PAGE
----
Friday, 17 April 2009

and we danced by the light of the sun...?

It was not that long ago that solar power was something you saw on the telly but never had yourself. It was expensive, hard to find but was hailed as the future of lighting.

We now live in the age where you can pick up a solar light in the local pound store, supermarket or hardware establishment. Oh how things have changed, and I'm sure that the majority of us have purchased one or more of these little bargains and revelled in the fact that we have free light and can position it anywhere we like.

But unfortunately the mass production and therefore cheapening of solar power has given it a bad name. The fittings are sometimes badly made, the battery life fleeting, with light given off so minimal a row of glowworms would give better illumination from the back door to the shed.

We have made solar power so cheap we have degraded the performance and therefore think that it is worthless and of no real use.

But this is wrong. Talk to the right people, get the right fittings, and yes, spend a bit of money, and you can have all the benefits of free power with the advantage of being able to use it and see properly - no glowworms required.

So - as we are required to light our new showgarden we automatically looked at solar power for the solution - no power hookup required, can be placed anywhere, free light, no cables - the advantages are huge.

We needed a few high powered spots to uplight some sculptures and a few 'atmospheric' lights for a general smattering of glitter, and after gazing at some very informative web pages and making a few phone calls to the extremely helpful guys at The Solar Centre, we had our scheme sorted.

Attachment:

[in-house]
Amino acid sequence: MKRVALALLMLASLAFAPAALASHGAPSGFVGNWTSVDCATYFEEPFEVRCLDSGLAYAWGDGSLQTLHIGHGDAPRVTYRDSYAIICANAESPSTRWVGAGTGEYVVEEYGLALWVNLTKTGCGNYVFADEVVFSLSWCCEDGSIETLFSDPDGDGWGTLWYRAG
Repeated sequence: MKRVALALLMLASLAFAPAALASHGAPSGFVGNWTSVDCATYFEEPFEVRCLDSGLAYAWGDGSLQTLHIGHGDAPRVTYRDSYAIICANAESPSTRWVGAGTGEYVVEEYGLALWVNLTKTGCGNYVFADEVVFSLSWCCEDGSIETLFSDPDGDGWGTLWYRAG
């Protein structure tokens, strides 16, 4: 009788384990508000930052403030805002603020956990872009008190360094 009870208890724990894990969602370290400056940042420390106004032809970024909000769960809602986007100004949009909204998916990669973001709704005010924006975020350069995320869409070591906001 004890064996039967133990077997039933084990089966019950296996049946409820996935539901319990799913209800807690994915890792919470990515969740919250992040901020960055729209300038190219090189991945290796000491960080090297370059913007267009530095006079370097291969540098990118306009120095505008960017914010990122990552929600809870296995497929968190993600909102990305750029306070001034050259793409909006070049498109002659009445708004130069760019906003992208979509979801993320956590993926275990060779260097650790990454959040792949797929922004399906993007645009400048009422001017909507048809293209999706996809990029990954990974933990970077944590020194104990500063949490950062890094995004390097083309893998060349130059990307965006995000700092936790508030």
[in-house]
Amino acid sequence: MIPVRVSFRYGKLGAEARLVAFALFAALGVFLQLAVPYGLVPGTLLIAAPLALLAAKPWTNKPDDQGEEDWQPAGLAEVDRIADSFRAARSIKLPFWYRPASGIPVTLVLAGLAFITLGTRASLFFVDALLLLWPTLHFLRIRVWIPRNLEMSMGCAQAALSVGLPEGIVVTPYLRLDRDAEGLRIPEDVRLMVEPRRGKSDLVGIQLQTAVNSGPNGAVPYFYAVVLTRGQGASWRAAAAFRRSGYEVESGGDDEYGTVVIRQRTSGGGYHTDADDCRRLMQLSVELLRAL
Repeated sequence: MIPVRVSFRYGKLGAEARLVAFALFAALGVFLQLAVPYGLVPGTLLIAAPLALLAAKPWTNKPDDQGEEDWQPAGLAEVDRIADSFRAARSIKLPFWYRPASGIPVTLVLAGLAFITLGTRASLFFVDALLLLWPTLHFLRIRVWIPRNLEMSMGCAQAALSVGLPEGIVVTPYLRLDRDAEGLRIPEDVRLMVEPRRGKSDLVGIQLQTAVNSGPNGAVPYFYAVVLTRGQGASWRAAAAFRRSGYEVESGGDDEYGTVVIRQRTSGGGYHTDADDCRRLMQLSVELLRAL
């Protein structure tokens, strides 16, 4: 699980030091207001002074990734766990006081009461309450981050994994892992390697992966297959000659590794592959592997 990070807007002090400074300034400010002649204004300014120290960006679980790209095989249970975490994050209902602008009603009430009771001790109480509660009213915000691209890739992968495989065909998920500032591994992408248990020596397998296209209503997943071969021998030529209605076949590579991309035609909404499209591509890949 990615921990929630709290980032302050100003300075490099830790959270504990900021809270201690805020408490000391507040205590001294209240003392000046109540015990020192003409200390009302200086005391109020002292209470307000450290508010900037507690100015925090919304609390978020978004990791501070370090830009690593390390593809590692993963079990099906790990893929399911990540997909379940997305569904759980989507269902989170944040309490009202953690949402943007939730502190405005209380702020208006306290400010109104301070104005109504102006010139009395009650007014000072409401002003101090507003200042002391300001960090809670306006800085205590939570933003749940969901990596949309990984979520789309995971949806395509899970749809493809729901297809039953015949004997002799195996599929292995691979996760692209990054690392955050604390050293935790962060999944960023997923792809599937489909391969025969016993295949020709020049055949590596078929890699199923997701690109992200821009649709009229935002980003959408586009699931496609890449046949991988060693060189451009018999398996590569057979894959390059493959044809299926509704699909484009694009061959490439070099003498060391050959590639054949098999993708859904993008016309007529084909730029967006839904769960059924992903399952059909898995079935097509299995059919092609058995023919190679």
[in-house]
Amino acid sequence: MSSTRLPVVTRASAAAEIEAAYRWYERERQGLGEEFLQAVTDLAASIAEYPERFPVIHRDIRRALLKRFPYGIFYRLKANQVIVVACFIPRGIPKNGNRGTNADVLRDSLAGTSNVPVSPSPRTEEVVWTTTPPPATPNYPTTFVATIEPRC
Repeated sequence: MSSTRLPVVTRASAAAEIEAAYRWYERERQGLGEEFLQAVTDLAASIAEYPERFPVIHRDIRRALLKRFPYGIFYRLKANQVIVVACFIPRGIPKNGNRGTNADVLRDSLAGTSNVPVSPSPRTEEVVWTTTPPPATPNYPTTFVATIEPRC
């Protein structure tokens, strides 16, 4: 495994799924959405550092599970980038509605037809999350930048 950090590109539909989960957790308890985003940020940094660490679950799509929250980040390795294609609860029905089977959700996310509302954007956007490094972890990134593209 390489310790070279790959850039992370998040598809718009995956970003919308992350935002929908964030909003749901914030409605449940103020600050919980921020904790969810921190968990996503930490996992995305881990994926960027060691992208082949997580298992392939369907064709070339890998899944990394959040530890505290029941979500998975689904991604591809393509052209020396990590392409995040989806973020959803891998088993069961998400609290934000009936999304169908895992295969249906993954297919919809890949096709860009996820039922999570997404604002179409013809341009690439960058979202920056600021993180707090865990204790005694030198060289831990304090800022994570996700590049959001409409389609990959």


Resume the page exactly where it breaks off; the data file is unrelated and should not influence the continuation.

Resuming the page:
The box arrived - full of brilliantly made, sturdy fittings that instantly blinded me when turned on. This is something you do not get with a pound shop special.

We can't wait to get them in our show garden now, and watch this space for the shots to prove how grand free lighting can be.

Solar powered lights do not have to be single LED and crappy. Some are magnificent and well worth spending a few bob on. Just do a bit of research and spend your bobs wisely...

Sunday, 12 April 2009

big brother is watching...

Things are hotting up with our new show garden. Despite the rest of the UK being on full time chocolate eating duties, we have had to mix our gorges in with continuing to work over the holiday weekend.

This sucks a bit, but when you love what you do, it sometimes does not feel like work anyway and you think that you are on an eternal skive.

Sunday morning brought about a very late breakfast, made and eaten around doing other stuff. (had also eaten a bit of a choccie egg in bed whilst reading my latest edition of Icon, so hunger was not pursuing me too closely)

One of the bits of stuff we were doing whilst cooking porridge and mushrooms on toast was for the new show garden - quite complicated and experimental, but fun none the less.

We were playing with our new wireless CCTV units.